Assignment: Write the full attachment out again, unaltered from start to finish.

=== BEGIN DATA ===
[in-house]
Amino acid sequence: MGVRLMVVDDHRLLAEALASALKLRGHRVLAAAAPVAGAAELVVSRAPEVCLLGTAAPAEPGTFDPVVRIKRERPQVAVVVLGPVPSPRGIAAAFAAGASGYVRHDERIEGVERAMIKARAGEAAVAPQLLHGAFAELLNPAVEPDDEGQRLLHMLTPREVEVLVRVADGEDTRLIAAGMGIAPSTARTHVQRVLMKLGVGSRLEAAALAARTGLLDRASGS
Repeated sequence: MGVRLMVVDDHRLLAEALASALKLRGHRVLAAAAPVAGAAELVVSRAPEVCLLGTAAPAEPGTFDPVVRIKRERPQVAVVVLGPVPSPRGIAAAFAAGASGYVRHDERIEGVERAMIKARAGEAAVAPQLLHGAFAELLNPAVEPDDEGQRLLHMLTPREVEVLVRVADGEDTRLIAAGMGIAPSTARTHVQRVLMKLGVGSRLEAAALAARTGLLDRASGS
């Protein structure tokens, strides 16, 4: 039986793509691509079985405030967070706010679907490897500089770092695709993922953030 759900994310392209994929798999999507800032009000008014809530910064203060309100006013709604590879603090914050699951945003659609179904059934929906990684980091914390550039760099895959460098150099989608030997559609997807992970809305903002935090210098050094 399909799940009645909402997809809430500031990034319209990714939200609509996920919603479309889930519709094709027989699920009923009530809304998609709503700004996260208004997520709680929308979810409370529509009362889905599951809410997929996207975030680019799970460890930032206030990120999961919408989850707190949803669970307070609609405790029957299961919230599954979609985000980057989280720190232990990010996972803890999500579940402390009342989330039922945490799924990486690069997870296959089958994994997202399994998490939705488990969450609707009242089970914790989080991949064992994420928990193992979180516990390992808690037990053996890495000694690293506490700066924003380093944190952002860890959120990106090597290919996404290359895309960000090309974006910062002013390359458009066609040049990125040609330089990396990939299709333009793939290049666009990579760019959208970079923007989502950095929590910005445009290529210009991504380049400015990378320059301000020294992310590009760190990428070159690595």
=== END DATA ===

[in-house]
Amino acid sequence: MGVRLMVVDDHRLLAEALASALKLRGHRVLAAAAPVAGAAELVVSRAPEVCLLGTAAPAEPGTFDPVVRIKRERPQVAVVVLGPVPSPRGIAAAFAAGASGYVRHDERIEGVERAMIKARAGEAAVAPQLLHGAFAELLNPAVEPDDEGQRLLHMLTPREVEVLVRVADGEDTRLIAAGMGIAPSTARTHVQRVLMKLGVGSRLEAAALAARTGLLDRASGS
Repeated sequence: MGVRLMVVDDHRLLAEALASALKLRGHRVLAAAAPVAGAAELVVSRAPEVCLLGTAAPAEPGTFDPVVRIKRERPQVAVVVLGPVPSPRGIAAAFAAGASGYVRHDERIEGVERAMIKARAGEAAVAPQLLHGAFAELLNPAVEPDDEGQRLLHMLTPREVEVLVRVADGEDTRLIAAGMGIAPSTARTHVQRVLMKLGVGSRLEAAALAARTGLLDRASGS
């Protein structure tokens, strides 16, 4: 039986793509691509079985405030967070706010679907490897500089770092695709993922953030 759900994310392209994929798999999507800032009000008014809530910064203060309100006013709604590879603090914050699951945003659609179904059934929906990684980091914390550039760099895959460098150099989608030997559609997807992970809305903002935090210098050094 399909799940009645909402997809809430500031990034319209990714939200609509996920919603479309889930519709094709027989699920009923009530809304998609709503700004996260208004997520709680929308979810409370529509009362889905599951809410997929996207975030680019799970460890930032206030990120999961919408989850707190949803669970307070609609405790029957299961919230599954979609985000980057989280720190232990990010996972803890999500579940402390009342989330039922945490799924990486690069997870296959089958994994997202399994998490939705488990969450609707009242089970914790989080991949064992994420928990193992979180516990390992808690037990053996890495000694690293506490700066924003380093944190952002860890959120990106090597290919996404290359895309960000090309974006910062002013390359458009066609040049990125040609330089990396990939299709333009793939290049666009990579760019959208970079923007989502950095929590910005445009290529210009991504380049400015990378320059301000020294992310590009760190990428070159690595």